side stance: you can roundkick to the balls easier.

    front stance: you can snapkick to the balls easier.

    Is there really an advantage?

  6. #16
    KhorneliusPraxx
    Guest
    --
    Hell yeah! Hell no!
    Quote Originally Posted by meng_mao
    When I think about this, it seems that
    side stance: you can roundkick to the balls easier.
    if you are trained to do so...
    Quote Originally Posted by meng_mao
    front stance: you can snapkick to the balls easier.
    EVERYONE on can do this...natural instinct...training helps but not neccesary
    Quote Originally Posted by meng_mao
    Is there really an advantage?
    Everyone vs. people trained to target the nutsack...which group is larger

  7. #17
    KhorneliusPraxx
    Guest
    --
    Hell yeah! Hell no!
    Quote Originally Posted by Shard
    Thanks for the replies.
    Its not the hand techniques i'm worried about. I think i can land some decent hits with hands.
    I dunno why but i always seem to revert back to a side stance. So i figure i might as well try to make the most out of what i'm comfortable with.
    I think that you are confused to think that Bruce Lee thought everyone should fight with their strong side leading ALL THE TIME. We do equal reps of everything from both sides. Much of our foot work involves switching leads to so you can use the best tools for the situation you opponent gives you.

  8. #18
    Arbiter's Avatar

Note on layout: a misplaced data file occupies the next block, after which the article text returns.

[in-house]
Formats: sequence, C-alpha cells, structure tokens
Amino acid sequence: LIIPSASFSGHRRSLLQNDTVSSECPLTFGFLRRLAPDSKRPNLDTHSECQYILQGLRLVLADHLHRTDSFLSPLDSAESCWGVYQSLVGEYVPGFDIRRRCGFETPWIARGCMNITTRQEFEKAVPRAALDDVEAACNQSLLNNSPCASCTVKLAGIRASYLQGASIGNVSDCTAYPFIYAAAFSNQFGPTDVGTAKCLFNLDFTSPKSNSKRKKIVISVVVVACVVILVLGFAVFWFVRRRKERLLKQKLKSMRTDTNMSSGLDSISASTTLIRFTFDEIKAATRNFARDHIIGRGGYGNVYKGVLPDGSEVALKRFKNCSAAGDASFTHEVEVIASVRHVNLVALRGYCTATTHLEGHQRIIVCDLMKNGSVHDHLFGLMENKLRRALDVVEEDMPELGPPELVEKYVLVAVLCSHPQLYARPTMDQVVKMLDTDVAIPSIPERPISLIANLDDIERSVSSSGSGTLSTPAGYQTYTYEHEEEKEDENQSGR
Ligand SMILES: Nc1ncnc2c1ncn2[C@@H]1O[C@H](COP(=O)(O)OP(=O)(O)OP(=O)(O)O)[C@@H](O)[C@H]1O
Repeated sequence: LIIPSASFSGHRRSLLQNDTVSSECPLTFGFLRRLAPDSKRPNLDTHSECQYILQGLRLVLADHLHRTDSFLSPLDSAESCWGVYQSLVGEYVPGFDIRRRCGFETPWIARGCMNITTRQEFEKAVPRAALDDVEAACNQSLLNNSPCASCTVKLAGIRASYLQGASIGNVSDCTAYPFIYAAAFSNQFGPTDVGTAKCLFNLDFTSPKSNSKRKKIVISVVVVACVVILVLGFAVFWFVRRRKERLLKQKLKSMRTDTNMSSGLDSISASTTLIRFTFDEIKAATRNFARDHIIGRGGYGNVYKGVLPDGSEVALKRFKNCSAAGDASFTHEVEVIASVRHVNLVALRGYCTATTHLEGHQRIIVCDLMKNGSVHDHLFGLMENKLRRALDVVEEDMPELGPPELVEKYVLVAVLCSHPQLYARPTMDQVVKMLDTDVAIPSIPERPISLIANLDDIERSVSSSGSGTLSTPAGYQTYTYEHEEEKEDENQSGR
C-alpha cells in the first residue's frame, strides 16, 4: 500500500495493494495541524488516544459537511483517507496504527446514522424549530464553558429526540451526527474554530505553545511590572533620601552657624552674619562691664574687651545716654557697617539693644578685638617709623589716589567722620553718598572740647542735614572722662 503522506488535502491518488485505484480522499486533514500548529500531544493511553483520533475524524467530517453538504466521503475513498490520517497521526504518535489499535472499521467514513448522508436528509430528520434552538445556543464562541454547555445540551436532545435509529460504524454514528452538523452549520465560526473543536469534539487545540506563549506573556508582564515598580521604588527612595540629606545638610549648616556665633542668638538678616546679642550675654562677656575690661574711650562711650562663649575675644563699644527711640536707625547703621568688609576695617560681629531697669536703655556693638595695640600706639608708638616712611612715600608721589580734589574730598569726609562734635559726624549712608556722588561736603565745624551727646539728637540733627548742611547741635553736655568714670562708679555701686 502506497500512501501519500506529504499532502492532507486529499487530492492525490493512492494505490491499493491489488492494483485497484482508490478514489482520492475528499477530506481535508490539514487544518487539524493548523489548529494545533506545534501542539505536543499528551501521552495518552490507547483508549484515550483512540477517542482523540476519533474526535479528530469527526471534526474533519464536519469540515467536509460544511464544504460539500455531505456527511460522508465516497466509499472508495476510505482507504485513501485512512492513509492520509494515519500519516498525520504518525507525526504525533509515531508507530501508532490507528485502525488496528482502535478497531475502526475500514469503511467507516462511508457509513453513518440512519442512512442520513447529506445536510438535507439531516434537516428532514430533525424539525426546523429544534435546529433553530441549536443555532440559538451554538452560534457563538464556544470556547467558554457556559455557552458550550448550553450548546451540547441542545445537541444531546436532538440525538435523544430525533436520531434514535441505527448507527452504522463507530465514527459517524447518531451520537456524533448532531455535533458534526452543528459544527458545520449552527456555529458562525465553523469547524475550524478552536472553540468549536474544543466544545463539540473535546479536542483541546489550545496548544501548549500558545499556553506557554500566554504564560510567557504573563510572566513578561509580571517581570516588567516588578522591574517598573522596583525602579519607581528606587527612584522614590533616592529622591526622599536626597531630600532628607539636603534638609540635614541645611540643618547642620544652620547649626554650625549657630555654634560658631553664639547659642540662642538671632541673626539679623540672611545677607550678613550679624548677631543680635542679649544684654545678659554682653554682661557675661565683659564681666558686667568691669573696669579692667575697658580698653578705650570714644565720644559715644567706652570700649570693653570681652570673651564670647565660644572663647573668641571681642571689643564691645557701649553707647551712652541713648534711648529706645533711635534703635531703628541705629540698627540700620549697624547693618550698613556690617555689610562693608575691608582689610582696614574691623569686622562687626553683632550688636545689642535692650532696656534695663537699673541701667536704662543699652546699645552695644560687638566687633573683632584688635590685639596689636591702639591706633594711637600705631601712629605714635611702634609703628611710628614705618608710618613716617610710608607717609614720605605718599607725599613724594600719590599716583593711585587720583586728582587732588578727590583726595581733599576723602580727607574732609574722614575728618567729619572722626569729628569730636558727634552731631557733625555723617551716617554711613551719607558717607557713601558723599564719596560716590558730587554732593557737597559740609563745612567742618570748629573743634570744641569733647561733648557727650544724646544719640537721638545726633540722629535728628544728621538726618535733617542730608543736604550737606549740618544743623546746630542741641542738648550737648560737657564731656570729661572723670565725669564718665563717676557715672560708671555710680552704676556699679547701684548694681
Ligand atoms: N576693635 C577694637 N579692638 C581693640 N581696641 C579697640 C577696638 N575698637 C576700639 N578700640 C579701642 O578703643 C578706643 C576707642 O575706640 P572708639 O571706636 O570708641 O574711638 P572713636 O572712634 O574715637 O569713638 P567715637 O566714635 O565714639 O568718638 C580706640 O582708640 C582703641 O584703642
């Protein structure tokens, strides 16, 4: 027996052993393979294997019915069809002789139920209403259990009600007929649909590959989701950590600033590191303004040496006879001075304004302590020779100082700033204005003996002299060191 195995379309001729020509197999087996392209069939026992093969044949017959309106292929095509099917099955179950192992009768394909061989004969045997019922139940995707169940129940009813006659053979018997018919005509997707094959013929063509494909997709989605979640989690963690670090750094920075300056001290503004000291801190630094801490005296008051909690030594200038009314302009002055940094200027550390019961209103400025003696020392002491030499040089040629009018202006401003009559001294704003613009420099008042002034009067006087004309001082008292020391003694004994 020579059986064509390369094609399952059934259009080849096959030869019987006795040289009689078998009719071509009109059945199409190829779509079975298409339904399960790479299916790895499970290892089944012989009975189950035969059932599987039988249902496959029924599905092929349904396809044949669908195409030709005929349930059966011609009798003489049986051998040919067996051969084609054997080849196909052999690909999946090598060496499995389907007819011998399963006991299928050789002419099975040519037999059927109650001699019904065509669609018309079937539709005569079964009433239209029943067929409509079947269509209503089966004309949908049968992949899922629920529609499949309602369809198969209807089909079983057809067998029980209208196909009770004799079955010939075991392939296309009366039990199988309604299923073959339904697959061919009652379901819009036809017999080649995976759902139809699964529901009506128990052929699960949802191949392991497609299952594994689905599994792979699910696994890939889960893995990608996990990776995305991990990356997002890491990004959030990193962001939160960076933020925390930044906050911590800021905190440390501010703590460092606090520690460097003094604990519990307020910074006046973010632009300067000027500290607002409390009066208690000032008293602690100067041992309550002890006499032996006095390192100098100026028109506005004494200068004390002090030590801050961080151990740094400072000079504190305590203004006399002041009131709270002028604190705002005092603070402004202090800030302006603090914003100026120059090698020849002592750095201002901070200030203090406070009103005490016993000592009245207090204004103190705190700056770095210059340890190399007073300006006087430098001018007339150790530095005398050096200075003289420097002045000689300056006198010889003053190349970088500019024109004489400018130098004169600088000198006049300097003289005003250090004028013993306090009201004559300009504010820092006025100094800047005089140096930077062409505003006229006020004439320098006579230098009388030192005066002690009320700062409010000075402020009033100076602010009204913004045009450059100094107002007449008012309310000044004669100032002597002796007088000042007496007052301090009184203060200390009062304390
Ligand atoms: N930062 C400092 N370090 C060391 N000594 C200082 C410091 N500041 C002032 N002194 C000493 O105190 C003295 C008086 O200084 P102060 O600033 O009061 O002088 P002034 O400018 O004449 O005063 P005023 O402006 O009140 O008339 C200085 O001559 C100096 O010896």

Join Date
    Nov 2004
    Location
    Boston
    Posts
    614
    --
    Hell yeah! Hell no!
    Side stance and strong-side-forward are really 2 different issues. although if you do have a side stance then you'd better fight with your strong side forward.

    Side stance is way too limiting, takes half your weapons at a time out of the game and is very vulnerable to takedowns and giving up your back. Is only practical for point sprarring imo.

    Strong side forward on the other hand can be a great tactic, some people can make it work really well, comes down to preference though.

  9. #19

    Join Date
    Feb 2006
    Posts
    23
    --
    Hell yeah! Hell no!
    Quote Originally Posted by meng_mao
    When I think about this, it seems that
    side stance: you can roundkick to the balls easier.

    front stance: you can snapkick to the balls easier.

    Is there really an advantage?
    Greater mobility, lighter on your feet, swifter kicks. If you can crane block, you can cover the groin anyways.

  10. #20
    meng_mao's Avatar
    Join Date
    Mar 2005
    Location
    Westford, MA
    Posts
    2,007
    --
    Hell yeah! Hell no!
    Quote Originally Posted by ~SS2~
    Greater mobility, lighter on your feet, swifter kicks. If you can crane block, you can cover the groin anyways.
    I feel plenty mobile in a boxer's stance or even square on.

    What is a crane block?

Page 2 of 4 First 1234 Last

Bookmarks

Posting Permissions

  • You may not post new threads
  • You may not post replies
  • You may not post attachments
  • You may not edit your posts
  •  

Log in

Log in
Single Sign On provided by vBSSO